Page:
A few years back I was saddened to hear that Delicatessen Meyer in Lincoln Square was closing up shop. Mainly because, though I did not live a significant distance from the store, I had not sufficiently taken advantage of this historic institution, and felt it an opportunity wasted.


Now there is no longer reason for sadness. Gene's Sausage Shop has opened a branch in the old Meyer location, and, well, you can actually walk throughout the store! The old sign is now inside, and it's a great capstone to a great addition to the neighborhood. Makes for a fun photo too...

Thursday, February 18, 2010

Income Inequality, an Introduction

From 1979 to 2005, the poorest 24 million American households have only experienced nine years of positive real income growth. Most of that growth was short-lived, and in 2005 their real average income is only 1.3% higher than it was in 1979, now at $15,900. 

Conversely, during that same time period the richest 0.01% of American households experienced 23 uninterrupted years of real income growth when compared to 1979. Much of that growth was consecutive, and in 2005 their real average income is 383.7% higher than what it was in 1979, now at $35,473,200. 



The richest 11,000 households combined earn slightly more than the poorest 24,116,000 households combined. 

The richest 400 taxpayers in the country, approximately .00013% of the population, earn 1.59% of the nation's income. In 2007, 289 of the top 400 highest grossers paid an effective federal tax rate that was below the national average of 20.4%. From 1992 to 2007, the top 400's share of the nation's Adjusted Gross Income more than tripled, while their share of the nation's tax receipts didn't quite double.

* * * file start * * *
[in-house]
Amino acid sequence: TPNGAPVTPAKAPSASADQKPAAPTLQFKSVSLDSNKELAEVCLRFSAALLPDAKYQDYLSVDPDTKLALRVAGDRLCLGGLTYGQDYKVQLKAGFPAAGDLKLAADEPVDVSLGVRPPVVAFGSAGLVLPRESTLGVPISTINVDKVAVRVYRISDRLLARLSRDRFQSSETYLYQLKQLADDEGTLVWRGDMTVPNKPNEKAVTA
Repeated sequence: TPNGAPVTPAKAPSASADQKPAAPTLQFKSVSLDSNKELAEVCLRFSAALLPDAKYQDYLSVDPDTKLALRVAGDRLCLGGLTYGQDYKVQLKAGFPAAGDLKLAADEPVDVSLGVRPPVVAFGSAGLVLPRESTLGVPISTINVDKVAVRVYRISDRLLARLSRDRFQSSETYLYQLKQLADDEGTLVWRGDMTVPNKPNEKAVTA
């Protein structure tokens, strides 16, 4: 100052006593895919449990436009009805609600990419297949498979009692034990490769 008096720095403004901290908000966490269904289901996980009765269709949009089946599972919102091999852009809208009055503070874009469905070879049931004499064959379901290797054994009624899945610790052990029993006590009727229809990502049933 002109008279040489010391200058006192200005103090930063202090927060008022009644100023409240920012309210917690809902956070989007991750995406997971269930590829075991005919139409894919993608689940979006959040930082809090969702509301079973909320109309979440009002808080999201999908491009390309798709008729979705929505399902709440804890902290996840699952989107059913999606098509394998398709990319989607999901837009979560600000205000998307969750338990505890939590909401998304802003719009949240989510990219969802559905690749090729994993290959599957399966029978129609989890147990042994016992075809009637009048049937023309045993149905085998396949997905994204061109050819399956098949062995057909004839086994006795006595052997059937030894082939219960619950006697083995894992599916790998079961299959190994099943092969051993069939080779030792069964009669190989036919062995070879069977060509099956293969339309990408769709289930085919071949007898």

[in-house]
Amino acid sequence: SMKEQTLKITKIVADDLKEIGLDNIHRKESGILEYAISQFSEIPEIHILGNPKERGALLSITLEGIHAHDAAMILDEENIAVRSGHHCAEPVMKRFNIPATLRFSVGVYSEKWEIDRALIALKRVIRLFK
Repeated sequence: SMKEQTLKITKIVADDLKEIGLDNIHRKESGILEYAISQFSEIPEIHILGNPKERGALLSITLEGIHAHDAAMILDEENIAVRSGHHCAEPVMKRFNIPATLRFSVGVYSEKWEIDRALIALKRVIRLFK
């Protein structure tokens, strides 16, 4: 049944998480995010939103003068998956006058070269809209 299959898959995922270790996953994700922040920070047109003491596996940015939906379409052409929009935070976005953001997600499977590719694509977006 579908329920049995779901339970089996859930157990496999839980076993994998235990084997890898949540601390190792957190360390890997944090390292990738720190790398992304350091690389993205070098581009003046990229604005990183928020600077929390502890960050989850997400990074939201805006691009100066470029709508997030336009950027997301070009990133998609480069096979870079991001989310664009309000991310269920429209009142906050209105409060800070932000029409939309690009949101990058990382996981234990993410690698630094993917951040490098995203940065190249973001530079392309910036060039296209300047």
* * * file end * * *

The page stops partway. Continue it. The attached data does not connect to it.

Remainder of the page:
An ever increasing share of our nation's income is being stovepiped to the top earners. And while their paychecks have seen tremendous increases, their tax rates over the past several years have actually fallen in lockstep. How this effects the financial health of our nation is to come.

Monday, February 15, 2010

"An Abusive Use of a Historic Vehicle"

I read little bits of thoughts and things throughout my days; it's the world of blogs that I live in, and that's ok, good even. Occasionally though, a tiny little snippet sets off an avalanche of thought in my wee brain, and a logjam of those snippets then starts rolling in concert. That happened yesterday, when I saw a quote from Senator Christopher Dodd (D-Conn) concerning the workings of the Senate.